Tackling the growing problem of toxicity online, Raising Good Gamers takes a world positive approach to supporting our youngest digital citizens. Bringing together designers, technologists, parents, and educators the project explores ways of developing and sustaining kid-friendly online communities that cultivate empathetic, compassionate, and civically engaged kids.
Multiplayer videogames have become an integral part of children and adolescents’ lives in the Western world: 97% report playing for at least one hour per day in the United
States and the majority of gamers across all age ranges play multiplayer games at least weekly. Research in the social sciences shows that—under the right conditions— gaming with others can have positive social benefits: players can acquire prosocial skills if they are playing games that reward cooperation; and are more likely to be engaged in civic engagement in their everyday life if similar aspects are part of the gaming experience. Multiplayer gaming is however also associated with risks of unmanaged conflicts, such as being the target of anti-social behaviour or ‘griefing’ online. These experiences increase frustration, can reinforce negative gender stereotypes, and limit the learning potential of the online spaces.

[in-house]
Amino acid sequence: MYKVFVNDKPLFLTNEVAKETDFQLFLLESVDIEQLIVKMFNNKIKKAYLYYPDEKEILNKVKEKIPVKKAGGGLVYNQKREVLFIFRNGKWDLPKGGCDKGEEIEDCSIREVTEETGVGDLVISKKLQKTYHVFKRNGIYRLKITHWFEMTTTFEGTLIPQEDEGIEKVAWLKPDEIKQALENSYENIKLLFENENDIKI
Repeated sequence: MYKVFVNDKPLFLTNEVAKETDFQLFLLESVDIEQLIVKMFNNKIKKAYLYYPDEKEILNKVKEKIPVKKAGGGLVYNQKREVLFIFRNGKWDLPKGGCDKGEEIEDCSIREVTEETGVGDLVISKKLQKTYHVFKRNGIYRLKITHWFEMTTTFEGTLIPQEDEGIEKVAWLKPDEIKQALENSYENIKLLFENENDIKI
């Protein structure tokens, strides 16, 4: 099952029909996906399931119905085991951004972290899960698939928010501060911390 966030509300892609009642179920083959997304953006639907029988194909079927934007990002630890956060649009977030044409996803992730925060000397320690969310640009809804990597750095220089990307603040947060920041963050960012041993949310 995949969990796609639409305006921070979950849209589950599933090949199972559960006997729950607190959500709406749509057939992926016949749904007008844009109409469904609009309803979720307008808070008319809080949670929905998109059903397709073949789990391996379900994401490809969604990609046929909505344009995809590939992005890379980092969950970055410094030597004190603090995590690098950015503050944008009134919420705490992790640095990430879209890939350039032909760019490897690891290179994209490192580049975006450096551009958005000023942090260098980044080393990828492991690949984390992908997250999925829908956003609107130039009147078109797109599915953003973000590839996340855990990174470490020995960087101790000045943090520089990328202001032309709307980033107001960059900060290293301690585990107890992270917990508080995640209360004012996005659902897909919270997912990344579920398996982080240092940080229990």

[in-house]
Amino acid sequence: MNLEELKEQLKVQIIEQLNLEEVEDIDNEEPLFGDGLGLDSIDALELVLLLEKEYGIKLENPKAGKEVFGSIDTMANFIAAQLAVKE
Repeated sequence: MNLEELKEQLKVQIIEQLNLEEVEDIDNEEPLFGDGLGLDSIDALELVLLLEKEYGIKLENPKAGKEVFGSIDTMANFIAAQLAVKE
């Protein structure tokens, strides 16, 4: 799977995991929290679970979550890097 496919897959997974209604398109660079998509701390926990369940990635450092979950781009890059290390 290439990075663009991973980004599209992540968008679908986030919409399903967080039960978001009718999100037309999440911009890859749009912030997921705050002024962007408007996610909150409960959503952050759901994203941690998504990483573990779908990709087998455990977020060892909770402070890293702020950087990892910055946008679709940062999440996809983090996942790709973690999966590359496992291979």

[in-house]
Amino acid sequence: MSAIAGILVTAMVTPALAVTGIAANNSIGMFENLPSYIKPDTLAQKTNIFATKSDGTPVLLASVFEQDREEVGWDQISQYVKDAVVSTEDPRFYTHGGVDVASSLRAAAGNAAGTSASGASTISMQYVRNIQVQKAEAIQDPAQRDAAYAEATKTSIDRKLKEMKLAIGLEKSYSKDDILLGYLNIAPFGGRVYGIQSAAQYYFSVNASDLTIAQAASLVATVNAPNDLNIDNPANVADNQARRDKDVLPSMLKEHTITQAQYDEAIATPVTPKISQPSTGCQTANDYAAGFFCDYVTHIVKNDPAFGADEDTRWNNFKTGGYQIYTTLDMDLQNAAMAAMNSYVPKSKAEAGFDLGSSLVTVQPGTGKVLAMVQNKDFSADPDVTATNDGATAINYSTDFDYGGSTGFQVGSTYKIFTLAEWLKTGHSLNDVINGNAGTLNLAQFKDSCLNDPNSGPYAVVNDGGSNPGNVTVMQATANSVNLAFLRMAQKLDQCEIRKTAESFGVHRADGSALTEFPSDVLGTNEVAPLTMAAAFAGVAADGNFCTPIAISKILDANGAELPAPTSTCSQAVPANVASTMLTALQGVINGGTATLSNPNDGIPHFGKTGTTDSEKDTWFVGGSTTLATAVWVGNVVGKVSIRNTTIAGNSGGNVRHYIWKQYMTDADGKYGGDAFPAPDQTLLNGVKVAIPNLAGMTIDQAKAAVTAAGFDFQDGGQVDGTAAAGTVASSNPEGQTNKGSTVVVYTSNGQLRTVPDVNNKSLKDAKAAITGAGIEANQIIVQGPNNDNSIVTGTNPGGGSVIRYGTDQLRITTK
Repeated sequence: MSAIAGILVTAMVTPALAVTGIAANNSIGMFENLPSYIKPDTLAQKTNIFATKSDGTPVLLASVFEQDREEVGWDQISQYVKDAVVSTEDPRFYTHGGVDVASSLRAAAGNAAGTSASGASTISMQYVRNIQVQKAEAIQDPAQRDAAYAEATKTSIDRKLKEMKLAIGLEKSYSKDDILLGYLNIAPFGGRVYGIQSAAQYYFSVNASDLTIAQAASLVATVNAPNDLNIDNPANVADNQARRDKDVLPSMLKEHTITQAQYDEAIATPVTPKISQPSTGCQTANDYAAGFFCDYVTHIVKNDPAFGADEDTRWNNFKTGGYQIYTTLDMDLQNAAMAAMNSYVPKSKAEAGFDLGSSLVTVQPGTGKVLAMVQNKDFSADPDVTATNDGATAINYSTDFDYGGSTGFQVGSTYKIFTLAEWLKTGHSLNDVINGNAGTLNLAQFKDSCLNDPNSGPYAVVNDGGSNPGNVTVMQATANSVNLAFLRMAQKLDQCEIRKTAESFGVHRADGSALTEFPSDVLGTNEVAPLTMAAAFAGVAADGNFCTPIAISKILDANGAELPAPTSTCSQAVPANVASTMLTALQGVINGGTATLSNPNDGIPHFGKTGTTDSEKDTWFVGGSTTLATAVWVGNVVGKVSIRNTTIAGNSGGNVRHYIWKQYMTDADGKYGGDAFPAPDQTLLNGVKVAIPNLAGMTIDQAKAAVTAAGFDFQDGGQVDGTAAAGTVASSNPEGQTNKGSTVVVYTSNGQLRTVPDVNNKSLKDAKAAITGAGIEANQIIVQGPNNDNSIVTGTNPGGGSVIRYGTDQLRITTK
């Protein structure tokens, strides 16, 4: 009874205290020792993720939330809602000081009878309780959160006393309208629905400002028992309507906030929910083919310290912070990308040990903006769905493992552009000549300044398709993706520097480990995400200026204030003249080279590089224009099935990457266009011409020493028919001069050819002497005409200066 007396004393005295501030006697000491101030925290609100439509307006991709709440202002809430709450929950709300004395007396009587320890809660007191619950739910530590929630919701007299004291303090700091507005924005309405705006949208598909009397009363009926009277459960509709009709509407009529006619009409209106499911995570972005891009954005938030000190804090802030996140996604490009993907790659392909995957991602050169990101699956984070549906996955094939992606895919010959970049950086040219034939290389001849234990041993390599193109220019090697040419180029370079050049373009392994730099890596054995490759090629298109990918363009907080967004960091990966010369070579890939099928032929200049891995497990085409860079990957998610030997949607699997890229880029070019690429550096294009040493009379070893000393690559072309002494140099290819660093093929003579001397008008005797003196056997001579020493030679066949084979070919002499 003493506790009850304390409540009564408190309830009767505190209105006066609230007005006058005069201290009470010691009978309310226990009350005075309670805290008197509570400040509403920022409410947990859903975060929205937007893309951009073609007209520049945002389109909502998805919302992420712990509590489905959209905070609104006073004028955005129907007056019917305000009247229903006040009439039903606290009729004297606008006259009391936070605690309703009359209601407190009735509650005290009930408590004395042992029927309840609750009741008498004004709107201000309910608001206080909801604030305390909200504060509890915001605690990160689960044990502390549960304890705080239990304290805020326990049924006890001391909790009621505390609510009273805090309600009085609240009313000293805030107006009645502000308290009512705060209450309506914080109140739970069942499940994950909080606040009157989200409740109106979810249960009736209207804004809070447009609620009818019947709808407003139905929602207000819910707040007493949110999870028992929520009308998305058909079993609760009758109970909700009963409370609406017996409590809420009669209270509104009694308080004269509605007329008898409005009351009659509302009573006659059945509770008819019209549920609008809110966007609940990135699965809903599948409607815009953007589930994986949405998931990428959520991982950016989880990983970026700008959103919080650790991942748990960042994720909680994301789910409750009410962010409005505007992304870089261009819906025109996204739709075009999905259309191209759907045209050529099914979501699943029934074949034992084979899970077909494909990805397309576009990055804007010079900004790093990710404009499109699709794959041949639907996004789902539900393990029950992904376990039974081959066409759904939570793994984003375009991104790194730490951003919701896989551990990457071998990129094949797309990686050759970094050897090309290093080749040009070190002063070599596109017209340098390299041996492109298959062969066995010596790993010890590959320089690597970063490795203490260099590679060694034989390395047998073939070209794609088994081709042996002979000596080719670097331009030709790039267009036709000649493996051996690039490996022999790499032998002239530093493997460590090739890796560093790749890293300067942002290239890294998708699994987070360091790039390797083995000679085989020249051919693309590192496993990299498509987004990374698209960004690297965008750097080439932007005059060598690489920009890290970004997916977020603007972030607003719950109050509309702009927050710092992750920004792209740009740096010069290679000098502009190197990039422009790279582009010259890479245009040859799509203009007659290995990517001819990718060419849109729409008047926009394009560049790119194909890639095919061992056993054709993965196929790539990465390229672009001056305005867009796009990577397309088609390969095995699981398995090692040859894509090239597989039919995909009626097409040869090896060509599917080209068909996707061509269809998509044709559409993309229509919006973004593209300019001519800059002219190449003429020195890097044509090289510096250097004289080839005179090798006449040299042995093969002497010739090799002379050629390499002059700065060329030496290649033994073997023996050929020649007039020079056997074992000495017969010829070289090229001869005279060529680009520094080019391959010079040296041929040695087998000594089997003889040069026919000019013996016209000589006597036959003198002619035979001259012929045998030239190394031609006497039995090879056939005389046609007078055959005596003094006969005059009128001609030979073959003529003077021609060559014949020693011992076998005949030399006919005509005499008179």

Drawing from best practices in conflict resolution, nonviolence, and prevention science the work aims to transform the types of experiences young gamers encounter online, both through the design of online communities and through parent-facing resources. Developing new models for peer mentorship and mediation, is one approach taken, as well as server-side tools designed to enable problem solving and communication between players.